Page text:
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Gluten Trivia Quiz Questions With Answers

Trivia quiz questions with answers about gluten.

 

Gluten Trivia Quiz Questions With Answers

What is Gluten?
A: Gluten is a composite of storage proteins termed prolamins and glutelins that is stored together with starch in the endosperm of various cereal grains.

Where is it is found?
A: In wheat, barley, rye, oats and related species and hybrids (such as spelt, khorasan, emmer, einkorn, triticale, etc.), as well as products derived from these grains (such as breads and malts).

Glutens, and most especially the Triticeae glutens, are appreciated for what properties?
A: Their viscoelastic properties which give dough its elasticity, helping it rise and keep its shape and often leaving the final product with a chewy texture.

Wheat, barley, rye and oat prolamins are respectively known as what?
A: Gliadins, hordeins, secalins and avenins; these protein classes are often collectively referred to as gluten.

The storage proteins in maize and rice are sometimes called glutens, but they what?
A: They differ from true gluten.

In a small part of the general human population, gluten can do what?
A: Trigger adverse autoimmune reactions responsible for a broad spectrum of gluten-related disorders, including coeliac disease, non-coeliac gluten sensitivity, gluten ataxia and dermatitis herpetiformis.

What is their treatment?
A: The gluten-free diet.

 
The occurrence of oat avenin toxicity depends on what?
A: The oat cultivar consumed, because the immunoreactivities of toxic prolamins are different among oat varieties.

Also, many oat products are cross-contaminated with what?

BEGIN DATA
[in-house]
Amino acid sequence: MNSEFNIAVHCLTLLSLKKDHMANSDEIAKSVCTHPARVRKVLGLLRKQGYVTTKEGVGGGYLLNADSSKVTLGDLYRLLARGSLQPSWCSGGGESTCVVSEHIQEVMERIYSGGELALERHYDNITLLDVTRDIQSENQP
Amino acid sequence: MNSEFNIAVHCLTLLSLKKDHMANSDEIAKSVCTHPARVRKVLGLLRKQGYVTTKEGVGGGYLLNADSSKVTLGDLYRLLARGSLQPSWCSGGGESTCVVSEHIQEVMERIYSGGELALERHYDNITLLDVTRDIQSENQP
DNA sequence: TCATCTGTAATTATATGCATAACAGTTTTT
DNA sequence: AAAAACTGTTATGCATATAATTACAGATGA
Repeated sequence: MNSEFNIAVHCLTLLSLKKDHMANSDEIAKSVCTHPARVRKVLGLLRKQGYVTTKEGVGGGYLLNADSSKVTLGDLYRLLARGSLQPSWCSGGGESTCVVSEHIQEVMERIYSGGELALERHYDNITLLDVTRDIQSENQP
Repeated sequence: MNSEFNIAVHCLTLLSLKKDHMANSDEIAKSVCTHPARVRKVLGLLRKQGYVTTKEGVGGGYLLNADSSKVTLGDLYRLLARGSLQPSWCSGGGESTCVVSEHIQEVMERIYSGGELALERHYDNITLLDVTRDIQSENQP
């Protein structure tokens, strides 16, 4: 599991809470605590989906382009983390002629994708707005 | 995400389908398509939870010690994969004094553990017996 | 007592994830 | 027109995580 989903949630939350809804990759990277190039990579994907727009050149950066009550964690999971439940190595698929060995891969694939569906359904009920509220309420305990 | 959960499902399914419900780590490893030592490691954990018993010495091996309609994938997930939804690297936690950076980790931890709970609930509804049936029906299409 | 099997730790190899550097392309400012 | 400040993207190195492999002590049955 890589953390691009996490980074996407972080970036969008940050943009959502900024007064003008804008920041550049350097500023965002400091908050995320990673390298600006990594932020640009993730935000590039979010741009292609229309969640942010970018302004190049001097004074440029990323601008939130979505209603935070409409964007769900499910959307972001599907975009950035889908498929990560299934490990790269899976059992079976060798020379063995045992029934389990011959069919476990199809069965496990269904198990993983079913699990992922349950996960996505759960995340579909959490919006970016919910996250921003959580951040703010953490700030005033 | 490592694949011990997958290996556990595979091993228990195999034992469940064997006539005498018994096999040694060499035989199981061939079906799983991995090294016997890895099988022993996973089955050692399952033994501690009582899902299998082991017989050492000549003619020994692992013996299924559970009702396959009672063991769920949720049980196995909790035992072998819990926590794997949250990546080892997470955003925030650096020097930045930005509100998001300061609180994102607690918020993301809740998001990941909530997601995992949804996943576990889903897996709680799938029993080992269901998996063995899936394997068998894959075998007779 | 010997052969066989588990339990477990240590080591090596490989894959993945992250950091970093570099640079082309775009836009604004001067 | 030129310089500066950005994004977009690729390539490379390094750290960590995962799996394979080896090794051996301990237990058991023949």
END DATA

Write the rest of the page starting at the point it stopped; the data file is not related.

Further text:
A: Other gluten-containing cereals.

Gluten is a protein complex that accounts for what percentage of the total protein in bread wheat?
A: 75–85%.

In home or restaurant cooking how is gluten prepared from flour?
A: By kneading the flour under water, agglomerating the gluten into an elastic network known as a dough, and then washing out the starch.

Starch granules disperse in low-temperature water, and the dispersed starch is what?
A: Sedimented and dried.

If a saline solution is used instead of water what is obtained?
A: Purer protein with certain harmless impurities departing the solution with the starch.

Where starch is the prime product why is cold water the favored solvent?
A: Because the impurities depart from the gluten.

 
In industrial production a slurry of wheat flour is kneaded vigorously by machinery until the gluten does what?
A: Agglomerates into a mass.

How is this mass collected?
A: By centrifugation, then transported through several stages integrated in a continuous process.

About 65% of the water in the wet gluten is removed by means of a what?
A: A screw press.

The remainder is sprayed through an atomizer nozzle into a drying chamber, where it remains at an elevated temperature for a short time to do what?
A: To allow the water to evaporate without denaturing the gluten.

The process yields what?
A: A flour-like powder with a 7% moisture content, which is air cooled and pneumatically transported to a receiving vessel.

What is done in the final step?
A: The processed gluten is sifted and milled to produce a uniform product.

Gluten content has been implicated as a factor in what?
A: The staling of bread, possibly because it binds water through hydration.

 
In baked goods, the formation of gluten affects the what?
A: The texture of the baked goods.

Gluten's attainable elasticity is proportional to its content of glutenins with what?
A: Low molecular weights, as this portion contains the preponderance of the sulfur atoms responsible for the cross-linking in the gluten network.